A fiber optic delivery line 73 connects to the connecting end 48 of the wand 32 through one of the connection boots 57. The fiber optic delivery line 73 is coupled to a fiber optic delivery connector 75, which connects to a fiber optic delivery adaptor 77, which is in turn screwed into a fiber optic delivery port 80 at the connecting end 48 of the wand 32. These components direct ultraviolet energy from the UV light source 12 (see FIG. 6) and into the wand 32. The ultraviolet energy travels through the wand 32 through a first light pipe or fiber bundle 82 to a shutter assembly 85, the construction and functioning of which will be described in more detail below.
 A second light pipe or waveguide 88 runs inside the wand 32 parallel and adjacent to the first light pipe or waveguide 82. The second light pipe or waveguide 88 is optically aligned with a fiber optic return line 90, which connects to the connecting end 48 of the wand 32 through fiber optic return adaptor 93 and a fiber optic return connector 95. The fiber optic return line 90 is routed through a connection boot 57 and returns back to connect to the return connection 40 on the face of the UV light source 12 (see FIG. 6).
 The second pipe or waveguide 88 may be narrower than the first light pipe or waveguide 82 because, while the first light pipe or waveguide must be of sufficient diameter to transmit ultraviolet energy of considerable power for effective treatment, the second light pipe or waveguide only transmits a very small amount of energy reflected from the patient's skin back to a detector (not shown) inside the UV light source 12 (see FIG. 6). While energy is being transmitted, energy will be reflected from the patient's skin and detected by the detector. Failure of the detector to detect energy reflected from the patient's skin during energy delivery will most likely indicate a blockage along the light path or some other problem with the delivery or generation system. In that case, the equipment will cease energy delivery and an error message will be delivered to the operator.
 During energy transmission, ultraviolet energy from the generator 12 travels through the wand 32 to a shutter assembly 85 inside the wand. Details of the shutter assembly 85 are shown in FIG. 9. The assembly comprises a shutter plate 96, which includes structure defining a relatively large delivery aperture 97, and a relatively smaller return aperture 100. An upper tab 103 at the top of the shutter plate 96 fits into a slot (not shown) in the underside 105 of the pushbutton 60. A shutter plate pin 107 holds the upper tab of the shutter plate 96 in place in the slot of the pushbutton. A compression spring 110 is fitted onto a spring post 112 on the underside of the pushbutton.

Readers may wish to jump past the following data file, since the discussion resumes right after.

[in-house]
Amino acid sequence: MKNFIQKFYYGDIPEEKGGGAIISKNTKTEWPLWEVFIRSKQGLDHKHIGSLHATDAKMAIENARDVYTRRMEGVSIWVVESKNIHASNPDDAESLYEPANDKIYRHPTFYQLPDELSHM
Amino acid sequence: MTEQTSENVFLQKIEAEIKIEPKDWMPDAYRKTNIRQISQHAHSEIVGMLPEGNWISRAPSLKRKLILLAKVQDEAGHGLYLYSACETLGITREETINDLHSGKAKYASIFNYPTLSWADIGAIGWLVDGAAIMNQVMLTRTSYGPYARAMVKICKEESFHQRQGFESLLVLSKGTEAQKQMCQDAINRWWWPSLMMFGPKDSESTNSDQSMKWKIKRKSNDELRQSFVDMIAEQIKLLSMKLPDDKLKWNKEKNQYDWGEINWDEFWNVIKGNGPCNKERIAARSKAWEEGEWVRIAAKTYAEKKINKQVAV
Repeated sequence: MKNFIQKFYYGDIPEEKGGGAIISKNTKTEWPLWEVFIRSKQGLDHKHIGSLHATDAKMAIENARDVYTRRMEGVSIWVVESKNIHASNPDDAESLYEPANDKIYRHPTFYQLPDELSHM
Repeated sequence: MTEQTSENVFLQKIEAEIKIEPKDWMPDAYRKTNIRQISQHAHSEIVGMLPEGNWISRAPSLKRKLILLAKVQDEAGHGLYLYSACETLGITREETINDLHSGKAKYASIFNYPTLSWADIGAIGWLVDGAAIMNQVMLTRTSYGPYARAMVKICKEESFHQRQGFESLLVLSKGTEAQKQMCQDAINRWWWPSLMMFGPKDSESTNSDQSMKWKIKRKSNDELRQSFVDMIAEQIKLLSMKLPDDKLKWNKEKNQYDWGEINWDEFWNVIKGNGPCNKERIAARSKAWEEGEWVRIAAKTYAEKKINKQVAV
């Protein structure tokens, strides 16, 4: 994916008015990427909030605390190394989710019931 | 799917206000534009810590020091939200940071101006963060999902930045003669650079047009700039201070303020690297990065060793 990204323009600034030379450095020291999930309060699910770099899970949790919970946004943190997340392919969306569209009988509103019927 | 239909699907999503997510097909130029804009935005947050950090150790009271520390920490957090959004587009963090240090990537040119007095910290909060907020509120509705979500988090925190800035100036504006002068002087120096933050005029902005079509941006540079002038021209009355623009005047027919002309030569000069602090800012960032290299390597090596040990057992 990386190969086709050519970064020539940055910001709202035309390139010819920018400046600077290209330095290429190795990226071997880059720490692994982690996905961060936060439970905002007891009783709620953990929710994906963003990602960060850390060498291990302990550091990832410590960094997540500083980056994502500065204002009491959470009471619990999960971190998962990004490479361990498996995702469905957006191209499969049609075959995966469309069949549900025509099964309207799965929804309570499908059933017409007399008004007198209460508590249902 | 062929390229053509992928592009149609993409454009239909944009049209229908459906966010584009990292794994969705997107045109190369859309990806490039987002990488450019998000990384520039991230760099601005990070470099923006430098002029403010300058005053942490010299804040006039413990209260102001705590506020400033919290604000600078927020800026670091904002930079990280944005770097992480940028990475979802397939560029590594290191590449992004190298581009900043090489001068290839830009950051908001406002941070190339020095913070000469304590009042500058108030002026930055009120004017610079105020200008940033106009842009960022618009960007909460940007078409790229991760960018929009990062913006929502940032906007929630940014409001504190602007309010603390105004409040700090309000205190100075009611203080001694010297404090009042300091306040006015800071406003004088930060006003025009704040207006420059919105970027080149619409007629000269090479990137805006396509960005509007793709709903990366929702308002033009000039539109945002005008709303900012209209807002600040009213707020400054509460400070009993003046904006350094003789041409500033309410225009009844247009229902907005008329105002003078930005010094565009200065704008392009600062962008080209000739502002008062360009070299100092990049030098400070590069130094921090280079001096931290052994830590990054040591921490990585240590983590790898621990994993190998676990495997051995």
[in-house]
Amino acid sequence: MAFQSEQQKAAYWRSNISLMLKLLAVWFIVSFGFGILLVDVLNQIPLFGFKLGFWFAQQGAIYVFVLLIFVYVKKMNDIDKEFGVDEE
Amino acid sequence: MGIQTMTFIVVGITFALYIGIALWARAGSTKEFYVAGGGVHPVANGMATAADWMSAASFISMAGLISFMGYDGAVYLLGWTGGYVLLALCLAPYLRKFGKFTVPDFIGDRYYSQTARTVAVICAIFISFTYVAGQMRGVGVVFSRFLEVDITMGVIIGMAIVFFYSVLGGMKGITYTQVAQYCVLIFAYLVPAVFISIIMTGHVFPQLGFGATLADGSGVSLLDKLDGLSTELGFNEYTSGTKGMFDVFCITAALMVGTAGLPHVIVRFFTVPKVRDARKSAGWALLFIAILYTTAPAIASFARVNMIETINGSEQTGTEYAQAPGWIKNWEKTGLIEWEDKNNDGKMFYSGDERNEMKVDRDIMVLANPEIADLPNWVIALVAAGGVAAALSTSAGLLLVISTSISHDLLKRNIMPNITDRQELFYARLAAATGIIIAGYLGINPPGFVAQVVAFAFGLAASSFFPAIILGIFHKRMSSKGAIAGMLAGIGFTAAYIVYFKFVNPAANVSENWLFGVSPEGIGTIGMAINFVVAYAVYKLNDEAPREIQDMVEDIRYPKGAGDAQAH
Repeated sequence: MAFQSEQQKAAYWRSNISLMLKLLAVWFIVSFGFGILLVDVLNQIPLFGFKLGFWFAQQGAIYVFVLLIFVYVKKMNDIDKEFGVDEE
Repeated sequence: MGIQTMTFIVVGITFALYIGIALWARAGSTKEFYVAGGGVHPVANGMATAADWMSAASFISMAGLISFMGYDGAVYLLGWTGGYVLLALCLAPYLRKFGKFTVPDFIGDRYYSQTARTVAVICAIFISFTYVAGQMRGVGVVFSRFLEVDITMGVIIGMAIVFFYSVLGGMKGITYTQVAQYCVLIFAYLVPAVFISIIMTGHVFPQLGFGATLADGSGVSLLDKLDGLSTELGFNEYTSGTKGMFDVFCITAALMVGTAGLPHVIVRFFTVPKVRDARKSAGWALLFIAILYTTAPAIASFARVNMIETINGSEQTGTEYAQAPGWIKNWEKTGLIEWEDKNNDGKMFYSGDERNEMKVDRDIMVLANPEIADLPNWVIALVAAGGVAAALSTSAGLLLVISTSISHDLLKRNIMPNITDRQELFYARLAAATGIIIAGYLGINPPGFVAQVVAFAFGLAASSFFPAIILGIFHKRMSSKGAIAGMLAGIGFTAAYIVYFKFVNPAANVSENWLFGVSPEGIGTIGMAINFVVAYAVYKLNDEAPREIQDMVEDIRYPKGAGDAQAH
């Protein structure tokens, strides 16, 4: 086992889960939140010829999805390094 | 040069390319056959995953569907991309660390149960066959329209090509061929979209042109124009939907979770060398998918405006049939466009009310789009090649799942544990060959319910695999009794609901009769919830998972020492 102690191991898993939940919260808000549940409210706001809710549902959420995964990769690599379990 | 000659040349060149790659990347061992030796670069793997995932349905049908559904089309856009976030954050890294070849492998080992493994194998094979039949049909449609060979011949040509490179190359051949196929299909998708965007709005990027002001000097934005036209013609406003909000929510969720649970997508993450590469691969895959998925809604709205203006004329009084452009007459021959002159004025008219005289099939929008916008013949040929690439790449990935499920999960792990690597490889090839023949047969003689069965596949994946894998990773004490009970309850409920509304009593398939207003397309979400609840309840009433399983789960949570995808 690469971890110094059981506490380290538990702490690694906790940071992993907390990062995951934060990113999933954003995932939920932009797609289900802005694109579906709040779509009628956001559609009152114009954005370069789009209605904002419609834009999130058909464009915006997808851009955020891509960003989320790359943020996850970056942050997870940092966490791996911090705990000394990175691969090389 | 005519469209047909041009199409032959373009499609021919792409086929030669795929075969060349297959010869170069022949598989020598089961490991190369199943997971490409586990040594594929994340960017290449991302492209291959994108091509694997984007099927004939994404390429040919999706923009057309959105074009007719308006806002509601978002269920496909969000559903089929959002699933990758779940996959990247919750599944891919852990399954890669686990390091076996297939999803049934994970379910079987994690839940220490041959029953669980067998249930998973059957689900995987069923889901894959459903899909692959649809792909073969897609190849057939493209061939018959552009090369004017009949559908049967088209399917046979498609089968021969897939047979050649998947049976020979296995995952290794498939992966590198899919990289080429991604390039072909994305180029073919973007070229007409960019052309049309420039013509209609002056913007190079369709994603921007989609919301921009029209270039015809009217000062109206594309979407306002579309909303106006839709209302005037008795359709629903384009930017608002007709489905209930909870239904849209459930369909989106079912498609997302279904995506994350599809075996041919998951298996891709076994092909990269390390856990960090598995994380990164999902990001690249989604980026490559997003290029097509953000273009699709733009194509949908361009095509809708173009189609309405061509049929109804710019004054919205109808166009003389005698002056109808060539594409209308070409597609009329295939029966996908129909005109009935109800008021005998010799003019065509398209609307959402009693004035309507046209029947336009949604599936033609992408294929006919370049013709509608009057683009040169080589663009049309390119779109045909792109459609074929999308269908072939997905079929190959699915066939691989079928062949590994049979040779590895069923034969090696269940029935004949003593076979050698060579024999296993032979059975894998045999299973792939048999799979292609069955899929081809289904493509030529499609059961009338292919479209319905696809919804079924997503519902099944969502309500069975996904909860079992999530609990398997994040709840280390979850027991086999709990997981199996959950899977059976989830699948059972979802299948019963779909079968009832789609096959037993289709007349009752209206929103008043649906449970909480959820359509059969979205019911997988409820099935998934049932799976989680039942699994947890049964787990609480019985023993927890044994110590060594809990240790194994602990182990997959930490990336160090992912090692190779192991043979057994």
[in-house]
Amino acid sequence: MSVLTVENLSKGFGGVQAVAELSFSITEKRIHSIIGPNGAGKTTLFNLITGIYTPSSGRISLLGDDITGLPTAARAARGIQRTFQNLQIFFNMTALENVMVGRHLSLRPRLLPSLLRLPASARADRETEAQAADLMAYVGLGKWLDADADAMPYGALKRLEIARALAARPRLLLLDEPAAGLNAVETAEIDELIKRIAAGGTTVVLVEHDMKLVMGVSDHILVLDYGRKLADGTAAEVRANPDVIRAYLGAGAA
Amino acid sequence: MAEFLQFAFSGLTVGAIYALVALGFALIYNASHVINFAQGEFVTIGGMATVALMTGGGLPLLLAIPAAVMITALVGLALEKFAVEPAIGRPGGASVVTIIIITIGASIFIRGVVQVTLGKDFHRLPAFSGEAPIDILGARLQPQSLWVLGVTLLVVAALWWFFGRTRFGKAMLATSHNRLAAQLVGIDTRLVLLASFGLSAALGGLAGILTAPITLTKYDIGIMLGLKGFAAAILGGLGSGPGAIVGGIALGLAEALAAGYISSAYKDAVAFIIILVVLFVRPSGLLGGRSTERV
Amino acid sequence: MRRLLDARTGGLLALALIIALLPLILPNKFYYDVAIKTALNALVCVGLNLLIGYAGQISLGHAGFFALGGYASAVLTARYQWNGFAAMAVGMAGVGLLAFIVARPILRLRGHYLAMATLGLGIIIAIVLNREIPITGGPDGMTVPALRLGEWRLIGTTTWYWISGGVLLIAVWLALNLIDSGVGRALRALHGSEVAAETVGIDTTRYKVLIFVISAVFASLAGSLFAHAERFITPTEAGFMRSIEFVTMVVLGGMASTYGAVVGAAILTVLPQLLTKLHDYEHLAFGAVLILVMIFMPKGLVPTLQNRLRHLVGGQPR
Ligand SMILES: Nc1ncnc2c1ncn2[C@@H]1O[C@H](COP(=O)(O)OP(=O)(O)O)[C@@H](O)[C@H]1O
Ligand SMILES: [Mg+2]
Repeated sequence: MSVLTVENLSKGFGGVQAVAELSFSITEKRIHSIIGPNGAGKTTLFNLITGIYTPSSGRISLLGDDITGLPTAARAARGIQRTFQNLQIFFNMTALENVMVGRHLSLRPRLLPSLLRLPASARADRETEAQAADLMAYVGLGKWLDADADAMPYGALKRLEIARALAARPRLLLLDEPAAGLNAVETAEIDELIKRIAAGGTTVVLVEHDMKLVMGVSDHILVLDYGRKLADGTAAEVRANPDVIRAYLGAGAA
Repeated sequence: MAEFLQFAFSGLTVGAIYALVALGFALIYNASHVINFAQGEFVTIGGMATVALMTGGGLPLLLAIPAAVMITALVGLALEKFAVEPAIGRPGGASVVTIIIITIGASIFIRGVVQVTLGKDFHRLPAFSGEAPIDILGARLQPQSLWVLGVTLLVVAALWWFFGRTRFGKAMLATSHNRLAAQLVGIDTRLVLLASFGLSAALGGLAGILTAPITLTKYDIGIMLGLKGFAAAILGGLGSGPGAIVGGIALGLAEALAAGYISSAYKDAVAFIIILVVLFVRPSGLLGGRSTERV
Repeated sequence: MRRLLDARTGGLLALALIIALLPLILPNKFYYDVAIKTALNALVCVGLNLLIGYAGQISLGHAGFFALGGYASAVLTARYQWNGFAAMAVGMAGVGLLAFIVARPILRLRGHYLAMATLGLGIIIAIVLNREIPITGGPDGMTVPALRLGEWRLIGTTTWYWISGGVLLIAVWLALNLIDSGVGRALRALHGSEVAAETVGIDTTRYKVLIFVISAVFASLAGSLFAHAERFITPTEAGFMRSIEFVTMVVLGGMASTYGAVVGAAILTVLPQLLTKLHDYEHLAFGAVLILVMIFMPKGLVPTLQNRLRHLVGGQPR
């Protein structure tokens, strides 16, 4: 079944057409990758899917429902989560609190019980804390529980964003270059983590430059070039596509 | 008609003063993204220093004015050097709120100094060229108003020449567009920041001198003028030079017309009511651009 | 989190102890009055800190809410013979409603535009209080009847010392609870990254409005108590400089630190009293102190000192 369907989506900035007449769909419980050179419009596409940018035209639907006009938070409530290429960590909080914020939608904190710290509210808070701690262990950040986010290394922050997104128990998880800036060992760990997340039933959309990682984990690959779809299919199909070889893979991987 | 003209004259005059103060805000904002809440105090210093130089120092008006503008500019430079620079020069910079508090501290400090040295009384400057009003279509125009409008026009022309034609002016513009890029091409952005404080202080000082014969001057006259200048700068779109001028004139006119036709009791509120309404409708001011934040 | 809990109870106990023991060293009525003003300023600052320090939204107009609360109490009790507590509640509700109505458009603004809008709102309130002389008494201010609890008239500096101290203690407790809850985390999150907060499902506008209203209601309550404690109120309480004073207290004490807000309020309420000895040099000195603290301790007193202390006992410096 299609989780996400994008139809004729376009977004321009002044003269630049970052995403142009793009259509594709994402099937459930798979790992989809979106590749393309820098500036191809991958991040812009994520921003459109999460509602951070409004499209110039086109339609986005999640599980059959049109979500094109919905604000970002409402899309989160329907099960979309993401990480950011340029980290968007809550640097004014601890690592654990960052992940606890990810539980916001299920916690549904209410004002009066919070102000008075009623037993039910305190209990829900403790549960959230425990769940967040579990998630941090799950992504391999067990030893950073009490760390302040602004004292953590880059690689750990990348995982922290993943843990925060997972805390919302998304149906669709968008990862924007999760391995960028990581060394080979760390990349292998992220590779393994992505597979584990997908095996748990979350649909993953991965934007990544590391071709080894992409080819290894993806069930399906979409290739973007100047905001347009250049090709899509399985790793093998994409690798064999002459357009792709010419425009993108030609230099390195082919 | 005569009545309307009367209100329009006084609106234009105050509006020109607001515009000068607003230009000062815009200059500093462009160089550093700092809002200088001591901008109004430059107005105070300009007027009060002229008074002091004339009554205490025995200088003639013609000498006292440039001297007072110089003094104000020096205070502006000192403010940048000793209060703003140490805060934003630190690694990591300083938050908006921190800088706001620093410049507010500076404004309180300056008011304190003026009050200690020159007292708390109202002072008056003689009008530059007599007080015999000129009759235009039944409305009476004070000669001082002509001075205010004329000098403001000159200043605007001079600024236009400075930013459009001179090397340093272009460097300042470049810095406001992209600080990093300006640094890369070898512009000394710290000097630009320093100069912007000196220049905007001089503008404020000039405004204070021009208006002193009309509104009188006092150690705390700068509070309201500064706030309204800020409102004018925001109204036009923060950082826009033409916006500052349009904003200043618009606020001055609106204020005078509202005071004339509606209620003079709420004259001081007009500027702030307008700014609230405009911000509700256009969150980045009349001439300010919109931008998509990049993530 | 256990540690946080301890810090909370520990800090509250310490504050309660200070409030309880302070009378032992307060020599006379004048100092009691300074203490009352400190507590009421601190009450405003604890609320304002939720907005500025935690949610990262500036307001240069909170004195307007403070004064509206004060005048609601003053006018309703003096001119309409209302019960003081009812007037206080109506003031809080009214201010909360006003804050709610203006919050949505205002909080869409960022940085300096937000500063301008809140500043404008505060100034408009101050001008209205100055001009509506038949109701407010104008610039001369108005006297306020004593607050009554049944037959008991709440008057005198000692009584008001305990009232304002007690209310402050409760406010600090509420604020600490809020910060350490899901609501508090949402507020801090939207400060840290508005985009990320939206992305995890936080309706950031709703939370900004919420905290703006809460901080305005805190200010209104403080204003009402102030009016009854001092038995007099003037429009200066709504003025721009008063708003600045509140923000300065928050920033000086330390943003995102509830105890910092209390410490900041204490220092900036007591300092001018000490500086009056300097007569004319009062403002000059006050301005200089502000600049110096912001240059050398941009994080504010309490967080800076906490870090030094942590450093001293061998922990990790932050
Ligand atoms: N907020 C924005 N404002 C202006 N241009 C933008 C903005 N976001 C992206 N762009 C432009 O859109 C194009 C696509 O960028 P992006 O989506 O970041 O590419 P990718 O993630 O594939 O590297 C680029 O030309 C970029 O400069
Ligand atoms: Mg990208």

The operation of the shutter assembly 85 can best be appreciated by referring once again to FIG. 8, in which the shutter assembly is shown in relation to the other components of the wand 32. A lower tab 115 at the bottom of the shutter plate 96 fits into a slot 116 in a shutter plate retainer 118, which fits into a receiving space 120 within the main body member 62 of the wand 32. The shutter plate retainer 118 is held within the receiving space 120 by a retaining rod 125 and a retaining sleeve 127, or by other suitable means. A tactile feedback member 130 fits within the receiving space 120 just below the shutter plate retainer 118.
 When the user wants to deliver ultraviolet energy to a patient's skin, the user presses down on the pushbutton 60, thereby compression the compression spring 110 against a shelf 132, which partially overlies the receiving space 120 inside the main body member 62 of the wand 32. As the pushbutton is pressed her, the lower tab 115 on the bottom of the shutter plate 96 extends through the slot 116 in the shutter place retainer and presses down against the tactile feedback member 130. The tactile feedback member is made of spring steel or s similar suitable material and is configured to produce a “snap” or “click” that is readily noticeable by the user when the pushbutton is fully depressed.
 When the pushbutton 60 is fully depressed, the delivery aperture 97 and the return aperture 100 of the shutter plate 96 will be aligned with the first light pipe or waveguide 82 and the second light pipe or waveguide 88, respectively. A pathway is thereby created for ultraviolet energy in a therapeutic amount to travel down the first light pipe or waveguide 82 and through the delivery aperture 97 towards the delivery end 50 of the wand 32. A second pathway is formed simultaneous for the return of reflected energy from the patient, through the return aperture 100, back along the second light pipe or waveguide 88, and ultimately back to the UV light source 12 (see FIG. 6), where the reflected energy will be detected as a return signal by a detector (not shown) inside the UV light source.